Dealing with blackspot fungus, enemy of roses

by Stan Cutler
Posted 9/18/20

Years ago, after struggling to keep a couple of dozen hybrid tea and floribunda rose bushes healthy in our Germantown garden, we decided that the effort was not worth the reward. For two decades, the …

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Dealing with blackspot fungus, enemy of roses

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Years ago, after struggling to keep a couple of dozen hybrid tea and floribunda rose bushes healthy in our Germantown garden, we decided that the effort was not worth the reward. For two decades, the memory of our first rose garden dissuaded Valerie, my wife, from trying again in Chestnut Hill. But memories fade. Valerie finds it difficult to resist the flowers she sees in the catalogs. She consulted with her enabler (me) and ordered a few more rose bushes than were sensible. 

In May, halfway through Covid Phase One, I cleared daylilies from a 10’ by 10’ patch in front of  the toolshed at the back of the property, planted four new bushes and transplanted three specimens that had not thrived elsewhere in the garden. Valerie was not pleased when she noticed the first signs of blackspot in late June but had studied the disease and believed she had the cure.

Blackspot is a fungus, Diplocarpon rosae, that starts at the bottom of the plant and gradually rises. By the time the weather starts to cool, two-thirds of a bush’s leaves have dropped after turning yellow with black spots. Amazingly, after blackspot has done its damage, the roses find the strength to set new buds. When they flower in late summer, the roses are considerably smaller than the show-quality June blooms.  

The books will tell you that you can eradicate blackspot if you catch it early, spray with copper sulfate and clear the ground of fallen leaves. We started spraying even before the first signs. We sprayed from early June through July, spacing applications ten days apart, as advised by the “experts.” The advertising hype for the chemical fungicide claims it will do no harm. In late July, watching the blackspot appear on the leaves of every one of the plants despite spraying, Valerie looked online for an alternative and discovered that copper sulfate is harmful to insects. We stopped using it at the end of July. It’s now early September and every one of the plants is quite sick.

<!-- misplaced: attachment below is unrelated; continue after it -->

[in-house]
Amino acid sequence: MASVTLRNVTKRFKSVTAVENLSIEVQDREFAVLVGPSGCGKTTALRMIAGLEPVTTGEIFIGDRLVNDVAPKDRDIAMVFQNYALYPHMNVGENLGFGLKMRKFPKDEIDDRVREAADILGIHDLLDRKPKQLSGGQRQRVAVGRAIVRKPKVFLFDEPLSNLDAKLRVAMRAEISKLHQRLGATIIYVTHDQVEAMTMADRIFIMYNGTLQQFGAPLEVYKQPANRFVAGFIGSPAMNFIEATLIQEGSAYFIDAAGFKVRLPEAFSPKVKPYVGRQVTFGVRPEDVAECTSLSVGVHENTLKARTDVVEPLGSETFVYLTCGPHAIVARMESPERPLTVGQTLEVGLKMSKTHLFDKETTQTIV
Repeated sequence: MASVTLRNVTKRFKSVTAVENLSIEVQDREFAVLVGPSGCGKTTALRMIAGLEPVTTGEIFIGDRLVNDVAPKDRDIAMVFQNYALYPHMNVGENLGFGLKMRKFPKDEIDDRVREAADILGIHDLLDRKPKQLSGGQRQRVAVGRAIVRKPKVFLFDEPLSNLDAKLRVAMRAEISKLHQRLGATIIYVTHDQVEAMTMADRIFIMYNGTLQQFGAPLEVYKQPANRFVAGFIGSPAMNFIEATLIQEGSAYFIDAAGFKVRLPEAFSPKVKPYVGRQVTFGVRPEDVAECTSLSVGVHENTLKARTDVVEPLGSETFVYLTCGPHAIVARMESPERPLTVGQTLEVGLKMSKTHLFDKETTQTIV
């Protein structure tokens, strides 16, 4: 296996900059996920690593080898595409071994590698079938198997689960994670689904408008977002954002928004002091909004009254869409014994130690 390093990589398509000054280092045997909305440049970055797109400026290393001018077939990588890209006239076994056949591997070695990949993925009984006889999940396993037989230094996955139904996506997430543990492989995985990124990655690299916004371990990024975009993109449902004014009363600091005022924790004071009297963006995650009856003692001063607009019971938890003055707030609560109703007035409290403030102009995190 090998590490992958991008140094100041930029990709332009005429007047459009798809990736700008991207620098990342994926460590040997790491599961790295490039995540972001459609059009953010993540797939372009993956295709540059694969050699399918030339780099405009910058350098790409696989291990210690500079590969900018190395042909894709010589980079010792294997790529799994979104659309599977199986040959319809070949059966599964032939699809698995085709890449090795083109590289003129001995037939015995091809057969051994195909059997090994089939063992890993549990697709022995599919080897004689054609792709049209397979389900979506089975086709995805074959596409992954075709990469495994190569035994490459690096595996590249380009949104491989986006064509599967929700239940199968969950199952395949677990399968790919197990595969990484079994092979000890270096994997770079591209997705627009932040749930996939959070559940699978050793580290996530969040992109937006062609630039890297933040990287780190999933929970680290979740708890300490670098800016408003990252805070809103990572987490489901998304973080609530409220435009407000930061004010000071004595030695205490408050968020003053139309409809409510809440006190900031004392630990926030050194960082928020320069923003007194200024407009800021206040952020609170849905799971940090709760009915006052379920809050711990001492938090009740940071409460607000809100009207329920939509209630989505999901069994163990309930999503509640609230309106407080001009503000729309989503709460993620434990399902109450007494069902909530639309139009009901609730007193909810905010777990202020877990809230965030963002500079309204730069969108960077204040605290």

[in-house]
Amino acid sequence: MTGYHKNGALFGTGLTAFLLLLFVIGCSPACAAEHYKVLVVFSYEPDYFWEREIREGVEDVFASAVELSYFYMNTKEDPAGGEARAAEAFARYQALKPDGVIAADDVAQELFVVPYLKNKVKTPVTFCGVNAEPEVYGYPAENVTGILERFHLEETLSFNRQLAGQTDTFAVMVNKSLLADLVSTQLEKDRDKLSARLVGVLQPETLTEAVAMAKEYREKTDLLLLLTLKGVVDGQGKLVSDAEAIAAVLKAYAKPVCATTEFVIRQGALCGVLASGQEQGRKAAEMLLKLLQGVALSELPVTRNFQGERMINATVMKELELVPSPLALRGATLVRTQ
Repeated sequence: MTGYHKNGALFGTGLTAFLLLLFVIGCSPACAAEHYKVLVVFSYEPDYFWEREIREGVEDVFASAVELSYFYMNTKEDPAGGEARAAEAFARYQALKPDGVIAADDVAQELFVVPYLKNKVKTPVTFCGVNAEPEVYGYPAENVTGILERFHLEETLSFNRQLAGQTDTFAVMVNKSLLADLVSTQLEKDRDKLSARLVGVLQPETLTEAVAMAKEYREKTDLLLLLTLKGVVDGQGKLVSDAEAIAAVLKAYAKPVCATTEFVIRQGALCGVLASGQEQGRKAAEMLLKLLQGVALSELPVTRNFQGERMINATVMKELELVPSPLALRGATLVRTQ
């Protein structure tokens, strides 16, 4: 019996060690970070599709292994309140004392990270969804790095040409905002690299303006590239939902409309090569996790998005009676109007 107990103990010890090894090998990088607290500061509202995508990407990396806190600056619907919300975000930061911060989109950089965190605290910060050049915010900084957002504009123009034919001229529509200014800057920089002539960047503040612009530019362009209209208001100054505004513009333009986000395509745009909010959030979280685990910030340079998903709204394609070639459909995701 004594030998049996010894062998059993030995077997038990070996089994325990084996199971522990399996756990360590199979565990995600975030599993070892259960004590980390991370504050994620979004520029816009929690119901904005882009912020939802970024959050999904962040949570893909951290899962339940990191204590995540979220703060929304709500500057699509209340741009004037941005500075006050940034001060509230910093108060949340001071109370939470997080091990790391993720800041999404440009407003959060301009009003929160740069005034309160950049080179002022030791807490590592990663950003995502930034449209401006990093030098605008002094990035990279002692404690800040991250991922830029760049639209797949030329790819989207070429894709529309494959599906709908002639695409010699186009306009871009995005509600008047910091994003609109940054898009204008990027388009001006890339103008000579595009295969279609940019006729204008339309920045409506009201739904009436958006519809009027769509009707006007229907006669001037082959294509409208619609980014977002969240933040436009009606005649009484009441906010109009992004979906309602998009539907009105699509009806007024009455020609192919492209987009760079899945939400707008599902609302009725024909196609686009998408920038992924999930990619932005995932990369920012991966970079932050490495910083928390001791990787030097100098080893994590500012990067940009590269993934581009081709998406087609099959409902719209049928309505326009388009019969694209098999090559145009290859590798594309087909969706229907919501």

There are no other blackspot killers that she was able to discover. One experienced grower told her she had two choices: use chemicals and have roses, or not have roses. We risked puncture by rose thorns, crawling between the bushes to collect fallen leaves. Mother Nature laughed. Our hot humid summers are perfect for Diplocarpon rosae.  

Each spot is a cluster of speck-size fruiting structures ( acervuli ) that produce hundreds of microscopic spores. The hotter and more humid, the more spots and spores. The spores are carried to the ground by splashing rainfall, dripping dew, overhead sprinkling and gardeners working among wet plants. The next day, if the weather is right, after it matures on the ground surface, a spore floats upward to a leaf, germinates and penetrates rose tissue in 9 to 18 hours. It starts producing new spores the next day. Spots become visible in about a week, too late to save the leaf. As far as the fungus is concerned, the more humid the atmosphere the better. Welcome to the Delaware Valley.

For addicted gardeners, there are few things more intoxicating than a clear patch of soil. After I cleared out the daylilies and turned over the ground, Valerie’s craving intensified. When the bare-root plants arrived from Oregon, she just had to put them in the ground, regardless of whether there was enough room. We planted the bushes about three feet apart, violating the recommended four-foot spacing. And the area is too close to the shed that blocks the breeze. There were many overcast, humid days in August when the leaves did not dry.

If you are thinking about planting a rose bush, put it in an open area at least four feet away from others. Go for shrub roses that are more blackspot resistant than teas or floribundas. And consider the beach rose (Rosa rugosa) that produces dozens of deep-pink flowers and is almost immune to blackspot. The flowers are not as showy as hybrids but have a wonderful fragrance. Other than occasional watering, they require no care at all. The fat red rose hips, the seed pods that remain after the petals fall off, are rich in Vitamin C and used to make medicinal tea.   

We had learned all the lessons about spacing and the persistence of blackspot the hard way, years ago, but chose to forget. Addicts make bad choices.  

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